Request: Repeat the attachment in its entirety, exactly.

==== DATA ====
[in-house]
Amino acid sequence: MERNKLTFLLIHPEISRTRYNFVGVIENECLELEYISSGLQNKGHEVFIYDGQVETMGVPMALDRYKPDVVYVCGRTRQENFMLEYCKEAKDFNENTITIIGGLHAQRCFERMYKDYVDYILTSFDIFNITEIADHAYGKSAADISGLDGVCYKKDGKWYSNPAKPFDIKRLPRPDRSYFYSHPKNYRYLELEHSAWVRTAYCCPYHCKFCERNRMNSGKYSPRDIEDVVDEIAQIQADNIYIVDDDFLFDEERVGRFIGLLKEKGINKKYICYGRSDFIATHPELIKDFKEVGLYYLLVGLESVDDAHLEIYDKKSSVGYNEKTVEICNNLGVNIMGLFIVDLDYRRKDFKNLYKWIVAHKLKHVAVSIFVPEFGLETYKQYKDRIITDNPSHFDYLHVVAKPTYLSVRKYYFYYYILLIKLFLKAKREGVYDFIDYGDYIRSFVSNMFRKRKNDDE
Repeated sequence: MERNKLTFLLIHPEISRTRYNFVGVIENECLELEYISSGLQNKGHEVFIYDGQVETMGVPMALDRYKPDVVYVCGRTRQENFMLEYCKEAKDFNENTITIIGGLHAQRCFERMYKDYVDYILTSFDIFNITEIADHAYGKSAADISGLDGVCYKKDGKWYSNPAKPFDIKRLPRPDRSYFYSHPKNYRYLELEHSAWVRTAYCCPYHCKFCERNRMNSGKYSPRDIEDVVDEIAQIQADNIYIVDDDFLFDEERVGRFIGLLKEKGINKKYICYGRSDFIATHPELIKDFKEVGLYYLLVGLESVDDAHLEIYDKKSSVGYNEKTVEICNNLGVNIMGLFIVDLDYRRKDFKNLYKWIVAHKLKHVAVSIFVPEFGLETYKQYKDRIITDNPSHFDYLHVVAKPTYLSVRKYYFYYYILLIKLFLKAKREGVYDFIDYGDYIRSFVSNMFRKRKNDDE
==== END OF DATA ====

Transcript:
[in-house]
Amino acid sequence: MERNKLTFLLIHPEISRTRYNFVGVIENECLELEYISSGLQNKGHEVFIYDGQVETMGVPMALDRYKPDVVYVCGRTRQENFMLEYCKEAKDFNENTITIIGGLHAQRCFERMYKDYVDYILTSFDIFNITEIADHAYGKSAADISGLDGVCYKKDGKWYSNPAKPFDIKRLPRPDRSYFYSHPKNYRYLELEHSAWVRTAYCCPYHCKFCERNRMNSGKYSPRDIEDVVDEIAQIQADNIYIVDDDFLFDEERVGRFIGLLKEKGINKKYICYGRSDFIATHPELIKDFKEVGLYYLLVGLESVDDAHLEIYDKKSSVGYNEKTVEICNNLGVNIMGLFIVDLDYRRKDFKNLYKWIVAHKLKHVAVSIFVPEFGLETYKQYKDRIITDNPSHFDYLHVVAKPTYLSVRKYYFYYYILLIKLFLKAKREGVYDFIDYGDYIRSFVSNMFRKRKNDDE
Repeated sequence: MERNKLTFLLIHPEISRTRYNFVGVIENECLELEYISSGLQNKGHEVFIYDGQVETMGVPMALDRYKPDVVYVCGRTRQENFMLEYCKEAKDFNENTITIIGGLHAQRCFERMYKDYVDYILTSFDIFNITEIADHAYGKSAADISGLDGVCYKKDGKWYSNPAKPFDIKRLPRPDRSYFYSHPKNYRYLELEHSAWVRTAYCCPYHCKFCERNRMNSGKYSPRDIEDVVDEIAQIQADNIYIVDDDFLFDEERVGRFIGLLKEKGINKKYICYGRSDFIATHPELIKDFKEVGLYYLLVGLESVDDAHLEIYDKKSSVGYNEKTVEICNNLGVNIMGLFIVDLDYRRKDFKNLYKWIVAHKLKHVAVSIFVPEFGLETYKQYKDRIITDNPSHFDYLHVVAKPTYLSVRKYYFYYYILLIKLFLKAKREGVYDFIDYGDYIRSFVSNMFRKRKNDDE